Kimbrel took the spot of Duane Underwood Jr., who heads back to Triple-A Iowa. Outfielder Mark Zagunis also joined the Cubs roster as the 26th man for Sunday’s game.

Kimbrel joined the Cubs as a free agent in the middle of the season and debuted on June 27. He made 14 appearances before going to the IL with right knee inflammation. He last pitched on Aug. 3.

In 12 2/3 innings, Kimbrel has 17 strikeouts, eight walks and 13 hits for a 5.68 ERA. He has nine saves.

The Cubs suffered back-to-back walk-off losses on Thursday and Friday with the bullpen blowing late leads. Three of the team’s most experienced relievers, Kimbrel, Brandon Kintzler and Steve Cishek were all on the IL at the same time. Kintzler was activated Friday, but promptly blew a lead in Pittsburgh on Friday in his first game back.

Kimbrel’s return gives Joe Maddon another option in the bullpen after going through a rough stretch with relievers.

With Cubs reeling, Jon Lester comes up big and plays stopper

With Cubs reeling, Jon Lester comes up big and plays stopper

The last three games have been more than forgettable for the Cubs.

From Wednesday’s 11-1 drubbing at the hands of the Phillies to back-to-back walk-off losses on Thursday and Friday, the Cubs’ current road trip has looked much like those that preceded it. At various times, the offense has scuffled, the rotation has pitched a clunker and the bullpen has cracked.

The solution to the latest road trip woes? Give the ball to Jon Lester and get the hell out of the way.

Lester —  who pitched a clunker himself Aug. 6 against the A’s — did what the Cubs have become so accustomed to see him do over the past four seasons. The 35-year-old tossed 6+ shutout innings, allowing just four hits, leading the Cubs to a 2-0 win.

Lester had no room for error on Saturday, as the Cubs offense went hitless for the first 4 1/3 innings. While the Cubs bats were asleep, the Pirates threatened to break the game on open multiple times, loading the bases with one out (first inning), no outs (fifth) and getting runners on first and second with no outs in the sixth.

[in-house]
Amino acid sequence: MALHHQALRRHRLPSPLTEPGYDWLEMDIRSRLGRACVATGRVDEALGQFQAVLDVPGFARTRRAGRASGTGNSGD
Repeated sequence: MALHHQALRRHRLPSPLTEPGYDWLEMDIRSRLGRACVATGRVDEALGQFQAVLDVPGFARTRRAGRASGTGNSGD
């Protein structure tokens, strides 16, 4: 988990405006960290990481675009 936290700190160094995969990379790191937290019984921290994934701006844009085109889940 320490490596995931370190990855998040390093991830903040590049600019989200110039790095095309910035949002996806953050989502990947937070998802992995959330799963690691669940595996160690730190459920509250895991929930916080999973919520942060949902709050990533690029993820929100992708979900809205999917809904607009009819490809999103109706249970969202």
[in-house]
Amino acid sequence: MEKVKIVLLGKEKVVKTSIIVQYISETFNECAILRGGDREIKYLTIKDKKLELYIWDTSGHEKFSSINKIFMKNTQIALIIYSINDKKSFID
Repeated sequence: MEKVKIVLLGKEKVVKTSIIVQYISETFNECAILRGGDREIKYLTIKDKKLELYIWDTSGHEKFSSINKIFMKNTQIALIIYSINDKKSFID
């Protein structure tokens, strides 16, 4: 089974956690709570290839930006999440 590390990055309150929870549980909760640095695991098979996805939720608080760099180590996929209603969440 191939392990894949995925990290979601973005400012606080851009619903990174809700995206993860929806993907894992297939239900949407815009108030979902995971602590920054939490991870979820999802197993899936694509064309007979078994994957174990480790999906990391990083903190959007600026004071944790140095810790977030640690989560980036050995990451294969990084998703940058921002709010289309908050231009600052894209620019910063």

The latter two of those instances were assisted by errors by third baseman Kris Bryant, but that’s neither here nor there. Point being, with how the Cubs looked offensively, any Pirates runs could have proved critical on Saturday. Instead, Lester worked out of every jam, stymying the Pirates bats to an 0-for-12 line with RISP.

Winning Saturday’s game was obviously important for the Cubs, as it puts them a game ahead of the Cardinals in the win column (pending the outcome of St. Louis' game against the Reds later Saturday). But it was equally important for Lester, who called himself the “weakest link” in the Cubs starting rotation after that tough outing against the A’s.

The beautiful thing about baseball is that the regular season is 162 games long. Each day presents teams with a new slate, a chance to forget about what happened in the previous game and move forward.  If Saturday’s start shows anything, it’s that Lester and the Cubs are more than capable of putting a tough game in the rearview mirror and keep moving forward.